“Malapari is little known yet holds great promise,” said Himlal Baral, senior land restoration scientist with the Center for International Forestry Research and World Agroforestry (CIFOR-ICRAF), who has initiated much of the restoration. “The SSO will not only provide seeds for the longer-term restoration work but serve as a research site for producing trees that can thrive and be most productive in the challenging conditions of the Geopark and beyond.”

Travelling especially for the planting from Yogyakarta in the neighboring island of Java, Budi Leksono, senior seed domestication expert with the Forestry Research and Development Agency of the Ministry of Environment and Forestry, has been sharing with Arpiwi and team his deep knowledge built over many decades of establishing and managing seed source orchards.

“The design of a SSO is critical to ensure good results,” he explained. “We have planted 30 families with three trees per plot and six replications so that we can compare performance. The weaker or underperforming individuals will be thinned to two trees per plot, leaving 180 trees at a final spacing of 5 x 6 meters.”

   Budi Laksono. Photo: CIFOR/Laurentius Angga
   Ni Luh Arpiwi. Photo: CIFOR/Laurentius Angga

Members of the Forest Farmers’ Group Bukit Pule had in days before prepared the site by clearing weeds and a pathway, jokingly called “Pongamia Street”, and digging holes to the initial spacing of 5 x 2 meters and depth and width dimensions advised by Arpiwi. On the planting day, along with the other restorers, they eagerly planted the seedlings despite the difficult terrain and inclement weather.

   Planting underway. Photo: CIFOR/Laurentius Angga
   Planting underway. Photo: CIFOR/Laurentius Angga

I Wayan Gobang Edy Sucipto, deputy director of the geopark, along with other colleagues from the geopark and District of Kintamani, was on site and planting. He was enthusiastic about the prospects for restoration and, particularly, the use of malapari.

“We fully support this work,” he said. “It will not only improve the overall environment and increase the tourism potential of the geopark but also enhance residents’ livelihoods, who are already showing their eagerness to use sustainable agricultural and forestry practices.”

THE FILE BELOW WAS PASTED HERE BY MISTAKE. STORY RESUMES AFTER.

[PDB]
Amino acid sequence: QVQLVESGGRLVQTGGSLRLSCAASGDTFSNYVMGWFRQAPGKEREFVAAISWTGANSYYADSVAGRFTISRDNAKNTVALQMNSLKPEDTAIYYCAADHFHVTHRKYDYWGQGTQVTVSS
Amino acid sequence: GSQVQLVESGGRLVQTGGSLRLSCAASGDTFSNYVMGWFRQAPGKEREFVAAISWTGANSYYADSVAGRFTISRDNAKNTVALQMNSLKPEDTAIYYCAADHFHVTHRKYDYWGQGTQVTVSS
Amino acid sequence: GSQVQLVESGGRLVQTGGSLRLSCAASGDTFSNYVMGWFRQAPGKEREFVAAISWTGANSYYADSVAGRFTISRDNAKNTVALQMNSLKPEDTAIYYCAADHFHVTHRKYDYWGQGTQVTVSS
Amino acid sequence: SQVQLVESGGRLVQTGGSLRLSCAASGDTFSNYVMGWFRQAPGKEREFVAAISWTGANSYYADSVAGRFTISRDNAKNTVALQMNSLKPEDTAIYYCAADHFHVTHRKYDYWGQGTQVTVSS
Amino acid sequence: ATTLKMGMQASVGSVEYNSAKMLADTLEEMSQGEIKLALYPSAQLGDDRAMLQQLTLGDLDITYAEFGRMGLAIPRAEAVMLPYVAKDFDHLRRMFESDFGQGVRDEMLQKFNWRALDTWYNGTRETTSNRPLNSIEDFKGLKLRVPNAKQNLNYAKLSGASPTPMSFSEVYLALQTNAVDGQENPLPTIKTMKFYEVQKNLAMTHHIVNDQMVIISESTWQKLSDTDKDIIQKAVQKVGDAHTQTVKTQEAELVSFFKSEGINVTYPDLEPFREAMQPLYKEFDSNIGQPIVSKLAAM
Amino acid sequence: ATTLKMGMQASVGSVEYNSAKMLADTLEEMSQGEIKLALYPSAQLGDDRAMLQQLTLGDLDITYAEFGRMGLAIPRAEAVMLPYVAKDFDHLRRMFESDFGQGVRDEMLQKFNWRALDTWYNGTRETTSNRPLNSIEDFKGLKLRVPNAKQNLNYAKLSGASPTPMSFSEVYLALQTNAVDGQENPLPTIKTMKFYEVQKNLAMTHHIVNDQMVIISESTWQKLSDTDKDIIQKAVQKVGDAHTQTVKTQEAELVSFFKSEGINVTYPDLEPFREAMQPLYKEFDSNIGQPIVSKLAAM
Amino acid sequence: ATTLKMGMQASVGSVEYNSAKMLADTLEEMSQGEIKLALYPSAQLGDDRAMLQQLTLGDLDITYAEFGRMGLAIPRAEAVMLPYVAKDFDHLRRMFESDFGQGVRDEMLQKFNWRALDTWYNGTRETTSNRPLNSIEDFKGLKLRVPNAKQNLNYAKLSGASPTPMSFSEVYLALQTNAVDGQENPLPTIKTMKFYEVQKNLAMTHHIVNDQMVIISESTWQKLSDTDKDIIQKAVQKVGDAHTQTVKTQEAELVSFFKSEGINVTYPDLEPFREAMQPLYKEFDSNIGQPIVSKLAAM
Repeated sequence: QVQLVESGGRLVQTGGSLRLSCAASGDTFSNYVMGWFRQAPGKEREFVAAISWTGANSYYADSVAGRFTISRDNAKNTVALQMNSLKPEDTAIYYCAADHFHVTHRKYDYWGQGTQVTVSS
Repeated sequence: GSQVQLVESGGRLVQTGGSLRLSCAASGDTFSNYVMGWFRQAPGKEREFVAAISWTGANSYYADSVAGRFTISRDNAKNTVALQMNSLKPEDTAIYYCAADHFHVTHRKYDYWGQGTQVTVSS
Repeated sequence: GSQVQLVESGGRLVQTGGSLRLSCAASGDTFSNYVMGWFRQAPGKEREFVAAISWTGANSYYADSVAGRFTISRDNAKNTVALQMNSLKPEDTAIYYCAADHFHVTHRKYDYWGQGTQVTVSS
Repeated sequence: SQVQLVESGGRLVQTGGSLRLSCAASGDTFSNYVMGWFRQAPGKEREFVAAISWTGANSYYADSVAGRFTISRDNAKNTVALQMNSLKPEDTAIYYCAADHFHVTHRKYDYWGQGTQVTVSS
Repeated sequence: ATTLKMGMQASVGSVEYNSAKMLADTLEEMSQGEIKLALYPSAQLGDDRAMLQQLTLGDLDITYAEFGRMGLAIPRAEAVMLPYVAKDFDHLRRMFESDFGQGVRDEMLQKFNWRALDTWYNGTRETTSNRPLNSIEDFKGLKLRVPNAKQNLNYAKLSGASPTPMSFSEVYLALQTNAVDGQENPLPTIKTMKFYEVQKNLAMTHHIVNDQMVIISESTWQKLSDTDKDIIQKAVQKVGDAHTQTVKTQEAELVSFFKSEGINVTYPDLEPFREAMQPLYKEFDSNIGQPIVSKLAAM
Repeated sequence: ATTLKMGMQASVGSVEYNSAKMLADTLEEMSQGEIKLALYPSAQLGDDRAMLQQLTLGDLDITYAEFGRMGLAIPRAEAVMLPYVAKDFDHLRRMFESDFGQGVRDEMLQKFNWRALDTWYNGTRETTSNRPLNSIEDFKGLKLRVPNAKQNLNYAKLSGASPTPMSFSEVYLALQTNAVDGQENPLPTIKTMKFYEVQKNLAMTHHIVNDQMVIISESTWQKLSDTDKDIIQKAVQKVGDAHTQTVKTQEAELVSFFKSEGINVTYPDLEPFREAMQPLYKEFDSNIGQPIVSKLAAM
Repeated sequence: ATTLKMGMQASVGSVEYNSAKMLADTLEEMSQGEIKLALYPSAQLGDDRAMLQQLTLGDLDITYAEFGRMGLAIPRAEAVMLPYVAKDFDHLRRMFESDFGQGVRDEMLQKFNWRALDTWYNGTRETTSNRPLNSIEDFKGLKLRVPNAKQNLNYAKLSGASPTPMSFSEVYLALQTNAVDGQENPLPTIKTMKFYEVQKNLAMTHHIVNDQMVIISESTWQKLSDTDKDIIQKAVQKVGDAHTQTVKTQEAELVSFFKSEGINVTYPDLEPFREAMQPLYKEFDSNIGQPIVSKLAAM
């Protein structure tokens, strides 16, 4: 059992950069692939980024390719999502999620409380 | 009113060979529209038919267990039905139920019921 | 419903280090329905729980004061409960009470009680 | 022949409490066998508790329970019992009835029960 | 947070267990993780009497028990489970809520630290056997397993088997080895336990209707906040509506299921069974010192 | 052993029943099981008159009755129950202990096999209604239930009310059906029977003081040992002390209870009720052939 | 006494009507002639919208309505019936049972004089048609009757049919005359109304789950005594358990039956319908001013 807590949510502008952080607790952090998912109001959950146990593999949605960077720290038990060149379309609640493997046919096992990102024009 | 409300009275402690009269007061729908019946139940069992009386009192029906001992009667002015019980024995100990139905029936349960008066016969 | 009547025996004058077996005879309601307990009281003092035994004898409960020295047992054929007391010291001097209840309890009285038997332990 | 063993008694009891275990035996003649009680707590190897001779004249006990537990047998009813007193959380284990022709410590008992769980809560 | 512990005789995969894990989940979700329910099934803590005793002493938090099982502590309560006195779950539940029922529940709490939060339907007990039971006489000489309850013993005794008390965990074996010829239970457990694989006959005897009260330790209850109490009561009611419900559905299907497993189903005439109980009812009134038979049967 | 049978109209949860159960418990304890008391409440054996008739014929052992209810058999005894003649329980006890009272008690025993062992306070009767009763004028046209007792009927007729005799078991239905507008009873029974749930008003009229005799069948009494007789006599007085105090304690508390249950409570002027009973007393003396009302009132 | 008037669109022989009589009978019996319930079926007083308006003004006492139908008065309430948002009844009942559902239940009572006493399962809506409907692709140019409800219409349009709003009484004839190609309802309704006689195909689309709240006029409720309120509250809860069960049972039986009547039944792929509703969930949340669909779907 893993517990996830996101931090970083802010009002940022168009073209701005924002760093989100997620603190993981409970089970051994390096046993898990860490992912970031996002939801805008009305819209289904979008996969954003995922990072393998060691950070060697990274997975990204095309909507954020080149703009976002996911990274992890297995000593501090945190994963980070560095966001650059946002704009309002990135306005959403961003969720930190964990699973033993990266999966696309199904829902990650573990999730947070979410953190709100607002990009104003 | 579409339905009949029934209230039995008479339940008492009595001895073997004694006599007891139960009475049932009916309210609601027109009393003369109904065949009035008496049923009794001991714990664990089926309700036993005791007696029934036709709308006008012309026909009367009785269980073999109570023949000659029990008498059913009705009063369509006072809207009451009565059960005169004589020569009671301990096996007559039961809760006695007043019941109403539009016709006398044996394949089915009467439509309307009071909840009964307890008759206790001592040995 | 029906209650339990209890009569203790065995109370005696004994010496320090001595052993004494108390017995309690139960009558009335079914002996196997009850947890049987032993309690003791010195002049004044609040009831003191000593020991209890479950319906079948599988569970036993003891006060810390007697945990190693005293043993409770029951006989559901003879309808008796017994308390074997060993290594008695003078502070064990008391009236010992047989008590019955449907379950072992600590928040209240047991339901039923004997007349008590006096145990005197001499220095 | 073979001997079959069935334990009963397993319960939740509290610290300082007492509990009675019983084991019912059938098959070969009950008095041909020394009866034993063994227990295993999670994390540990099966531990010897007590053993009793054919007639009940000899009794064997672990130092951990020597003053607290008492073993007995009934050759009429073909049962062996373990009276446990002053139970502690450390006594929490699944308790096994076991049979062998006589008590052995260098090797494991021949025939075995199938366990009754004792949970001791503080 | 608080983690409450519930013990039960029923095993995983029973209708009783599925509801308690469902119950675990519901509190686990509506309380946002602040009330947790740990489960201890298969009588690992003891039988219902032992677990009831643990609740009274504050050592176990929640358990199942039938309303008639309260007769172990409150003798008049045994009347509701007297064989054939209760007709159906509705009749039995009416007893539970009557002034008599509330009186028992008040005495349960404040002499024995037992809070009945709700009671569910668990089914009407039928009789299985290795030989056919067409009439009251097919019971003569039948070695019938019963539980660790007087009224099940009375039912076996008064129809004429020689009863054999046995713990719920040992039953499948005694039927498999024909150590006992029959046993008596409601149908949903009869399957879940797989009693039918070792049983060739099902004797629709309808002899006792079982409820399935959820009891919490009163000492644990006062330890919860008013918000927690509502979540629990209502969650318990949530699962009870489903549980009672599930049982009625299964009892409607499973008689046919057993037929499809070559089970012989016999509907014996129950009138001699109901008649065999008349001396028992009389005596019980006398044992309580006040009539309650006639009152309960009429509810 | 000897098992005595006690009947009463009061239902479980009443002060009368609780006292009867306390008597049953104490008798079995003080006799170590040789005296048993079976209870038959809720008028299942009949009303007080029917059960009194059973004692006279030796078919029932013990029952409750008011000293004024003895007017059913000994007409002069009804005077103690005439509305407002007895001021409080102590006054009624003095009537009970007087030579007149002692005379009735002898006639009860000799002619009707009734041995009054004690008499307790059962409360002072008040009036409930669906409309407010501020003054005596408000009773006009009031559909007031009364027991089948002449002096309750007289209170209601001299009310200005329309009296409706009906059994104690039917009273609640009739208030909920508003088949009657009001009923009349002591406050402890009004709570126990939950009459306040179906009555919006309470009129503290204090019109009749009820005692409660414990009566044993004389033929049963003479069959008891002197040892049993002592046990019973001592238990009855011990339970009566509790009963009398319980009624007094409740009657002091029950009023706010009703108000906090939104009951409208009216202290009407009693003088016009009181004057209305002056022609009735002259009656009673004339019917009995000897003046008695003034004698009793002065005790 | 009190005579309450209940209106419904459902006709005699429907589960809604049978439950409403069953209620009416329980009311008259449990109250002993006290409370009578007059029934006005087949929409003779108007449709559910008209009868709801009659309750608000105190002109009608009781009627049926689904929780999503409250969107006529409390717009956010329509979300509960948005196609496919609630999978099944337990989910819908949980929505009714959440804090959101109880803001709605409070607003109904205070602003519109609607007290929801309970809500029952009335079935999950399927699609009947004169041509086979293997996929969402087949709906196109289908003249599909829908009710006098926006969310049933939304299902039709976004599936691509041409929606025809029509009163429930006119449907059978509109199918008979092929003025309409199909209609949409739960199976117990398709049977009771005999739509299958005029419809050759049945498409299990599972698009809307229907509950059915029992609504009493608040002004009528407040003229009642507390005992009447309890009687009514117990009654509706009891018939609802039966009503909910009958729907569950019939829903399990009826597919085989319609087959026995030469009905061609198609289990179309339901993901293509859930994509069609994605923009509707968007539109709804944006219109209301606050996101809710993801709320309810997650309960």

More than 3000 seedlings of malapari had already been distributed to farmers to grow on their own land and more are to come to meet the demand.

“Farmers in the area have listened and now understand the benefits that can come from growing malapari together with coffee and other crops,” said Gobang.

   I Wayan Gobang. Photo: CIFOR/Laurentius Angga

The seedling seed orchard is the first step in a large restoration program planned by the communities, the geopark, District of Kintamani, National Research and Innovation Agency (BRIN), Udayana University, Ministry of Forestry and Environment (MOEF), the Ministry of National Development Planning (Bappenas), Clean Power Indonesia, MOEF’s Forest Management Unit (KPH) East Bali, non-governmental organizations and the National Institute of Forest Science of the Republic of Korea.

“There are some 10,000 hectares of degraded land in the geopark and surrounds,” said Baral. “This calls not only for a coordinated local effort for restoration but also collaboration with national and international partners, such as the BRIN, MOEF and Korea’s National Institute of Forest Science.”

Korea has a long history of successful restoration of severely degraded land under extreme conditions that we are already learning from thanks to our collaboration through the Sustainable Community-based Reforestation and Enterprises project, which is funded by the Institute.”

For more information on this topic, please contact Himlal Baral at or Mihyun Seol at